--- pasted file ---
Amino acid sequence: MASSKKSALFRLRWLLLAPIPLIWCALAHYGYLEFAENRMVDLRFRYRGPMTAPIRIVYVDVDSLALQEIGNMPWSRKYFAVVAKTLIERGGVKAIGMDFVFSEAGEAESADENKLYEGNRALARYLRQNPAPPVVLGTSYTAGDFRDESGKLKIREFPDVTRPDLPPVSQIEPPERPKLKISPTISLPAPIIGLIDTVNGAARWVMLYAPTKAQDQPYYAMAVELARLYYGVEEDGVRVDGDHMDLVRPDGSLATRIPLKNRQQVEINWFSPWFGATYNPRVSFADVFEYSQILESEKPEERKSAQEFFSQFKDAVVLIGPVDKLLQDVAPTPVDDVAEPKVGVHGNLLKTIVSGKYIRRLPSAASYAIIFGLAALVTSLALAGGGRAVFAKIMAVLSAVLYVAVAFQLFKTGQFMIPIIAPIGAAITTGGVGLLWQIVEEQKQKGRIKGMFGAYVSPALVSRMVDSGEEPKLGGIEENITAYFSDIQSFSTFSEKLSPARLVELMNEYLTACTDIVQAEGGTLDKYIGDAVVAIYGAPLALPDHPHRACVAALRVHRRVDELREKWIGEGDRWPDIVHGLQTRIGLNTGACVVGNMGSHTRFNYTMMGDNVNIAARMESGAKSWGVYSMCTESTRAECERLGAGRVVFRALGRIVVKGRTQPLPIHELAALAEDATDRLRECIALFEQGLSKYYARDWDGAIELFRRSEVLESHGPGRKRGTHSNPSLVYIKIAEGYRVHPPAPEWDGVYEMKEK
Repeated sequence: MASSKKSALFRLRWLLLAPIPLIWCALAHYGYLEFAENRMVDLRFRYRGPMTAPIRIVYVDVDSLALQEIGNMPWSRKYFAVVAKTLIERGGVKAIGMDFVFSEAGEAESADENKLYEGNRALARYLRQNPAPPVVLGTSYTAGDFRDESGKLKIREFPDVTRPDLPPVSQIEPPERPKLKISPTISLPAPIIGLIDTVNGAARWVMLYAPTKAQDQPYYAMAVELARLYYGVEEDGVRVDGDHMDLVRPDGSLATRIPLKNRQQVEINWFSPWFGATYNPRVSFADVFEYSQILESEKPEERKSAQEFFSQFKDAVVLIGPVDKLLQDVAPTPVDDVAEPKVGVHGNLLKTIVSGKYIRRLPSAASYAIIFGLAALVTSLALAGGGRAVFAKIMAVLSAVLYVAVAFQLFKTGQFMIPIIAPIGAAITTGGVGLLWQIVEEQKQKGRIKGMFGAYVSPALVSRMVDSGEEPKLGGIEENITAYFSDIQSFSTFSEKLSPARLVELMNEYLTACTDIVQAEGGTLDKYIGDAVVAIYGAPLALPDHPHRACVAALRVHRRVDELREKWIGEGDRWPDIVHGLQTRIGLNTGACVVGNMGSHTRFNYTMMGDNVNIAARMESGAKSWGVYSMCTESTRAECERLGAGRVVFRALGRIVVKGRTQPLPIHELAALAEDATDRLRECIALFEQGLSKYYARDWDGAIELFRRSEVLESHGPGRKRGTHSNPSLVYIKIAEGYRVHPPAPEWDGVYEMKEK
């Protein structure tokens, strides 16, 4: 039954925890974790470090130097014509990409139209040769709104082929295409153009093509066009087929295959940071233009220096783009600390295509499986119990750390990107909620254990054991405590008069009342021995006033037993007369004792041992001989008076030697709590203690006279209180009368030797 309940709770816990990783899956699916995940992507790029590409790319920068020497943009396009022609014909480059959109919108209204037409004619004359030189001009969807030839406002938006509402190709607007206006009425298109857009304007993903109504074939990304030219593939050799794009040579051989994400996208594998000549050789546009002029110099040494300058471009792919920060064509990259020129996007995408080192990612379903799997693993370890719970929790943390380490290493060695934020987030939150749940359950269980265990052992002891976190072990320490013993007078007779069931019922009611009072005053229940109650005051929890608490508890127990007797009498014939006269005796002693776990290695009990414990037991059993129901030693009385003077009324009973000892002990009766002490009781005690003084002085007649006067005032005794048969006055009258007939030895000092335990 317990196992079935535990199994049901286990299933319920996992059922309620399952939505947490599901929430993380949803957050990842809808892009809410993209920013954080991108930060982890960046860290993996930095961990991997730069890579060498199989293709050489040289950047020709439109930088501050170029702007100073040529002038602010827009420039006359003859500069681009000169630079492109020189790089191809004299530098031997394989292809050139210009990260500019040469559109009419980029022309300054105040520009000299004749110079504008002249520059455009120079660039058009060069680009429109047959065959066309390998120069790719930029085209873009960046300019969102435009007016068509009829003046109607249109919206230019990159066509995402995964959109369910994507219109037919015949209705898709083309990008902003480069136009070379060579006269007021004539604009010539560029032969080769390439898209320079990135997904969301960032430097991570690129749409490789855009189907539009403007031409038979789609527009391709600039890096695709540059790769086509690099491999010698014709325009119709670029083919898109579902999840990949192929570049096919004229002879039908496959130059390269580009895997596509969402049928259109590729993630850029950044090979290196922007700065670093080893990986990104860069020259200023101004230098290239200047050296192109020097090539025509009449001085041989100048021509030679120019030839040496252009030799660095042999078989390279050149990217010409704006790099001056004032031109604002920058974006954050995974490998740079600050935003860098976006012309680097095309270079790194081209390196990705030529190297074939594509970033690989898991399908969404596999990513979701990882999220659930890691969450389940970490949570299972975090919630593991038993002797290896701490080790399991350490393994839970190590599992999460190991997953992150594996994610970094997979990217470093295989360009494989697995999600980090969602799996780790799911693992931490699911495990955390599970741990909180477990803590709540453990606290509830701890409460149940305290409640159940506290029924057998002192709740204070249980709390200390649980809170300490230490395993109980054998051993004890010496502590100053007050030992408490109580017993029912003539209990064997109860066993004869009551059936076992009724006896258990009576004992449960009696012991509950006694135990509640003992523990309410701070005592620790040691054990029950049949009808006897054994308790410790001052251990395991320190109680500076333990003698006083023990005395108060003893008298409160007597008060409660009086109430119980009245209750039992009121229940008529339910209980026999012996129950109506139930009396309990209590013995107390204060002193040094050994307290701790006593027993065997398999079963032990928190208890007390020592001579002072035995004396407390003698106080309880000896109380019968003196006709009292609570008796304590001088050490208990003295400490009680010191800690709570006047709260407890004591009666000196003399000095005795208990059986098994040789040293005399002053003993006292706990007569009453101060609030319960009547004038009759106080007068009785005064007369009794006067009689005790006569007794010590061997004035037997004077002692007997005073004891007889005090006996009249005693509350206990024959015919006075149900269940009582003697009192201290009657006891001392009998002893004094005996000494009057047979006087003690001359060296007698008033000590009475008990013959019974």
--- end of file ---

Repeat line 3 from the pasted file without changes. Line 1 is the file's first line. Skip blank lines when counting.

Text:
């Protein structure tokens, strides 16, 4: 039954925890974790470090130097014509990409139209040769709104082929295409153009093509066009087929295959940071233009220096783009600390295509499986119990750390990107909620254990054991405590008069009342021995006033037993007369004792041992001989008076030697709590203690006279209180009368030797 309940709770816990990783899956699916995940992507790029590409790319920068020497943009396009022609014909480059959109919108209204037409004619004359030189001009969807030839406002938006509402190709607007206006009425298109857009304007993903109504074939990304030219593939050799794009040579051989994400996208594998000549050789546009002029110099040494300058471009792919920060064509990259020129996007995408080192990612379903799997693993370890719970929790943390380490290493060695934020987030939150749940359950269980265990052992002891976190072990320490013993007078007779069931019922009611009072005053229940109650005051929890608490508890127990007797009498014939006269005796002693776990290695009990414990037991059993129901030693009385003077009324009973000892002990009766002490009781005690003084002085007649006067005032005794048969006055009258007939030895000092335990 317990196992079935535990199994049901286990299933319920996992059922309620399952939505947490599901929430993380949803957050990842809808892009809410993209920013954080991108930060982890960046860290993996930095961990991997730069890579060498199989293709050489040289950047020709439109930088501050170029702007100073040529002038602010827009420039006359003859500069681009000169630079492109020189790089191809004299530098031997394989292809050139210009990260500019040469559109009419980029022309300054105040520009000299004749110079504008002249520059455009120079660039058009060069680009429109047959065959066309390998120069790719930029085209873009960046300019969102435009007016068509009829003046109607249109919206230019990159066509995402995964959109369910994507219109037919015949209705898709083309990008902003480069136009070379060579006269007021004539604009010539560029032969080769390439898209320079990135997904969301960032430097991570690129749409490789855009189907539009403007031409038979789609527009391709600039890096695709540059790769086509690099491999010698014709325009119709670029083919898109579902999840990949192929570049096919004229002879039908496959130059390269580009895997596509969402049928259109590729993630850029950044090979290196922007700065670093080893990986990104860069020259200023101004230098290239200047050296192109020097090539025509009449001085041989100048021509030679120019030839040496252009030799660095042999078989390279050149990217010409704006790099001056004032031109604002920058974006954050995974490998740079600050935003860098976006012309680097095309270079790194081209390196990705030529190297074939594509970033690989898991399908969404596999990513979701990882999220659930890691969450389940970490949570299972975090919630593991038993002797290896701490080790399991350490393994839970190590599992999460190991997953992150594996994610970094997979990217470093295989360009494989697995999600980090969602799996780790799911693992931490699911495990955390599970741990909180477990803590709540453990606290509830701890409460149940305290409640159940506290029924057998002192709740204070249980709390200390649980809170300490230490395993109980054998051993004890010496502590100053007050030992408490109580017993029912003539209990064997109860066993004869009551059936076992009724006896258990009576004992449960009696012991509950006694135990509640003992523990309410701070005592620790040691054990029950049949009808006897054994308790410790001052251990395991320190109680500076333990003698006083023990005395108060003893008298409160007597008060409660009086109430119980009245209750039992009121229940008529339910209980026999012996129950109506139930009396309990209590013995107390204060002193040094050994307290701790006593027993065997398999079963032990928190208890007390020592001579002072035995004396407390003698106080309880000896109380019968003196006709009292609570008796304590001088050490208990003295400490009680010191800690709570006047709260407890004591009666000196003399000095005795208990059986098994040789040293005399002053003993006292706990007569009453101060609030319960009547004038009759106080007068009785005064007369009794006067009689005790006569007794010590061997004035037997004077002692007997005073004891007889005090006996009249005693509350206990024959015919006075149900269940009582003697009192201290009657006891001392009998002893004094005996000494009057047979006087003690001359060296007698008033000590009475008990013959019974």